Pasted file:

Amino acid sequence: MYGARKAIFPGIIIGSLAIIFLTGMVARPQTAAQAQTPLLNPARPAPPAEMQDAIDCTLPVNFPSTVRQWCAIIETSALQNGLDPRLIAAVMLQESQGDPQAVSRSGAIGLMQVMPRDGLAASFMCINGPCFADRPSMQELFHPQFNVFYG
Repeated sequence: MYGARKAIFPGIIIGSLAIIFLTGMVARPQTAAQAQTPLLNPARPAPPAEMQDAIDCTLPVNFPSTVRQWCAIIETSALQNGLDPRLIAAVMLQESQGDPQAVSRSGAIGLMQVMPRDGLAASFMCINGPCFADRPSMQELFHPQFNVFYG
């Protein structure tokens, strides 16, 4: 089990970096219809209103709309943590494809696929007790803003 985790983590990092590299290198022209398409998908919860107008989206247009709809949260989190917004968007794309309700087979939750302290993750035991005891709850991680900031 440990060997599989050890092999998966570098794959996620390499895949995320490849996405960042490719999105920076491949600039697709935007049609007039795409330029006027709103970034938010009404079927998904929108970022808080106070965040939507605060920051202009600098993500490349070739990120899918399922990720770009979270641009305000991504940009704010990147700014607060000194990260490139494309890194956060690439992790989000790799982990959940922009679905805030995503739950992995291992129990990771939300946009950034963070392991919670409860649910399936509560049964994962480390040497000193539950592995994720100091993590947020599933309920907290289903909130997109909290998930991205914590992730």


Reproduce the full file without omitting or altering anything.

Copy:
Amino acid sequence: MYGARKAIFPGIIIGSLAIIFLTGMVARPQTAAQAQTPLLNPARPAPPAEMQDAIDCTLPVNFPSTVRQWCAIIETSALQNGLDPRLIAAVMLQESQGDPQAVSRSGAIGLMQVMPRDGLAASFMCINGPCFADRPSMQELFHPQFNVFYG
Repeated sequence: MYGARKAIFPGIIIGSLAIIFLTGMVARPQTAAQAQTPLLNPARPAPPAEMQDAIDCTLPVNFPSTVRQWCAIIETSALQNGLDPRLIAAVMLQESQGDPQAVSRSGAIGLMQVMPRDGLAASFMCINGPCFADRPSMQELFHPQFNVFYG
């Protein structure tokens, strides 16, 4: 089990970096219809209103709309943590494809696929007790803003 985790983590990092590299290198022209398409998908919860107008989206247009709809949260989190917004968007794309309700087979939750302290993750035991005891709850991680900031 440990060997599989050890092999998966570098794959996620390499895949995320490849996405960042490719999105920076491949600039697709935007049609007039795409330029006027709103970034938010009404079927998904929108970022808080106070965040939507605060920051202009600098993500490349070739990120899918399922990720770009979270641009305000991504940009704010990147700014607060000194990260490139494309890194956060690439992790989000790799982990959940922009679905805030995503739950992995291992129990990771939300946009950034963070392991919670409860649910399936509560049964994962480390040497000193539950592995994720100091993590947020599933309920907290289903909130997109909290998930991205914590992730």